I objected to his argument and the issue grew into a debate. Etyen Mahçupyan wrote two articles that composed a very serious part of this debate. On the other side of the topic, in this very same paper, is Bülent Keneş. He wrote an analysis that drew the borders of the debate. Yesterday’s Islamists are an important part of the AK Party’s capabilities. If 30 years ago you had asked about the political identity of symbolic positions like the president, prime minister and foreign minister, you probably would have received the reply, “Islamist.” Today, none of them are Islamists. It is not only them; there is almost no movement left in Turkey which describes itself as Islamist and has somewhat of a tradition rooted in the past.
The “anti-capitalist Islamists,” which appeals to the void in the left and is represented by İhsan Eliaçık, constitutes an exception as it is an ideological tradition that recently started to form.
Where have the Islamists of the past gone? How has Islamism as a mainstream ideology evaporated and disappeared? For the future fortunes of countries like Egypt, Tunisia and the Islamist Arab Spring, a true answer to this question is very important.
Yes, where have they gone? In Turkey there is a very clear, speculated response to this question: They became the leading powers. Yesterday’s Islamists are today’s powerbrokers. When Islamism, whose oppositional stance weighed heavy, came to power, it naturally lost its oppositional characteristics. When nothing survived, its essence was no more.
Yesterday’s radical opposition captured the state which they used to oppose. Now they are directing the state and speaking in its name. There are two important results of being in possession of the state. The first is the boon of power that they won along with the government. And the second is the feeling of responsibility that came with confronting realpolitik.
Wealth distribution accomplished by the economic power of a state like Turkey, a country with many rich tools at its disposal, is the first result. This explains an important part of the radical change of the Islamists.
In the criticism coming “from inside” the AK Party against its power, a four-worded process can be summarized with ironic language. The four words all begin with an “M” in Turkish: mujahid (mücahit), observer (müşahit), opportune (müsait) and entrepreneur (müteahhit). Yesterday’s Islamists are not only in politics but are Turkey’s economic elite as well. Those who were identified as Islamists 30 years ago are controlling full-scale capital.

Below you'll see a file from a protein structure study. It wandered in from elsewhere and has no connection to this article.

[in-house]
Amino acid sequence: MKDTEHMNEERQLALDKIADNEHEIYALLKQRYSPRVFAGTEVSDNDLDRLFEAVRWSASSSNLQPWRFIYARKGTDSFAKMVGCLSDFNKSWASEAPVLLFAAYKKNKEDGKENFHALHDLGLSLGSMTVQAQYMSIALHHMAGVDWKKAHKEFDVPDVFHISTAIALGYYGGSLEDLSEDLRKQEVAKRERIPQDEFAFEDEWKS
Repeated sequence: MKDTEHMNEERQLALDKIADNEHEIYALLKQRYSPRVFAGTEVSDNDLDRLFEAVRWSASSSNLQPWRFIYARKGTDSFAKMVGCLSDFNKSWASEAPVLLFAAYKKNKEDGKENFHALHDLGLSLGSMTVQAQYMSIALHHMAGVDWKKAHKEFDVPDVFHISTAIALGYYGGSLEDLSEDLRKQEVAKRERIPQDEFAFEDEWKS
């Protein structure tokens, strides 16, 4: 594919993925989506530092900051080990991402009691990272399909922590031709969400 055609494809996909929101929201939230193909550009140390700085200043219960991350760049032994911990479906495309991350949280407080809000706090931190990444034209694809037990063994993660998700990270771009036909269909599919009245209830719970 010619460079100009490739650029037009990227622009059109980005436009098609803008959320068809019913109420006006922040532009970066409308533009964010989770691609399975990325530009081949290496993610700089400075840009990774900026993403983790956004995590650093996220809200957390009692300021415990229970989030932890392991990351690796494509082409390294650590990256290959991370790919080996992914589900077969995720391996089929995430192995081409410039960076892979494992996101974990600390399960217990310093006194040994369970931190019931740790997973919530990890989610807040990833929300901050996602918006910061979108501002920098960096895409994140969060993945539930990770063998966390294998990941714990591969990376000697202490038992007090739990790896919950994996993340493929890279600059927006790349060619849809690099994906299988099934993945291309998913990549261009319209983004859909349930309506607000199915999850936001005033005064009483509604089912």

Secondly, it explains the change in the political elite. To be in power means to take responsibility for directing the country peacefully. This responsibility rubs away all radical qualities. Just as the naughtiest children are chosen as class representatives in schools, the sharpest opponents are given the responsibility to direct the country.
There is an important consequence stemming from the Islamists in the political system; by owning their responsibilities and making use of the benefits from being in power, the party came to be in this moderate state, and this consequence exceeds the Islamists. The political system that experienced a crisis of legality was able to re-establish its legality in a powerful way by bringing Islamists into the system. Today, there is a state with increased legitimacy before Kurds. The AK Party has paid for the power it took from the state by way of consolidating the state.
Bulaç is one of Turkey’s leading Islamist ideologues. He sees the period in which Islam lost its influence as a period of degeneration. But in his hands he holds no tools to resurrect Islamism. The AK Party presented the government with all such tools in exchange for the power which it took over. Mahçupyan, on the other hand, describes this process as the AK Party’s new agreement with the state by way of new alliances and deals. In any case, will this speedy transformation undergone by the Islamists in Turkey not give clear advice for the near future of the Islamists coming to power in Egypt and Tunisia?